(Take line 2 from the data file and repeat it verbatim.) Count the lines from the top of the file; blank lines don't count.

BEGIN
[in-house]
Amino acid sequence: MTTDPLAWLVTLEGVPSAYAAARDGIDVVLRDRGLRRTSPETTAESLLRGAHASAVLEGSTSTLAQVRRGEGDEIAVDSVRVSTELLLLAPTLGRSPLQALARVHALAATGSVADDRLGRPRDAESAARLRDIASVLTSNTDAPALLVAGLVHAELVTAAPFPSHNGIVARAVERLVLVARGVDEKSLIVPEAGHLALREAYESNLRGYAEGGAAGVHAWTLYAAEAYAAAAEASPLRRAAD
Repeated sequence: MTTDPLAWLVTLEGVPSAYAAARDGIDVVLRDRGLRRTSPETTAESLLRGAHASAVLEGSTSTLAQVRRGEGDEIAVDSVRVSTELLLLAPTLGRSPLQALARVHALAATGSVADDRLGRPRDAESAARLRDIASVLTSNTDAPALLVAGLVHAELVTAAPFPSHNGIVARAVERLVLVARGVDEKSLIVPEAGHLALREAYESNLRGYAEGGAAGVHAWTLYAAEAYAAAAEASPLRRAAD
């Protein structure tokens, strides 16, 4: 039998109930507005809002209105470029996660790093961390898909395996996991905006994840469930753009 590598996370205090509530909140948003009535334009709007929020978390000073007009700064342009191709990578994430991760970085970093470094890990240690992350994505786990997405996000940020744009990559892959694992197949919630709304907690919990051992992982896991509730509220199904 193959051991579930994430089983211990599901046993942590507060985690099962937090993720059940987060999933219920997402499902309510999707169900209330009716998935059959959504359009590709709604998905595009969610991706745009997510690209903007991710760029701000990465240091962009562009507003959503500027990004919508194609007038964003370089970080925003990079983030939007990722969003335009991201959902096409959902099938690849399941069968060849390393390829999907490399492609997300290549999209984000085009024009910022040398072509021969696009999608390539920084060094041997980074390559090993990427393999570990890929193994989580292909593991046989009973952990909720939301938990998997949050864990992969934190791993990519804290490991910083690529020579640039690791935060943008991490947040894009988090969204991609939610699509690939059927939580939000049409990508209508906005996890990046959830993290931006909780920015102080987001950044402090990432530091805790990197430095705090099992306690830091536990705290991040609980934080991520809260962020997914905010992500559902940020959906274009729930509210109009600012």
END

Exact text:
Amino acid sequence: MTTDPLAWLVTLEGVPSAYAAARDGIDVVLRDRGLRRTSPETTAESLLRGAHASAVLEGSTSTLAQVRRGEGDEIAVDSVRVSTELLLLAPTLGRSPLQALARVHALAATGSVADDRLGRPRDAESAARLRDIASVLTSNTDAPALLVAGLVHAELVTAAPFPSHNGIVARAVERLVLVARGVDEKSLIVPEAGHLALREAYESNLRGYAEGGAAGVHAWTLYAAEAYAAAAEASPLRRAAD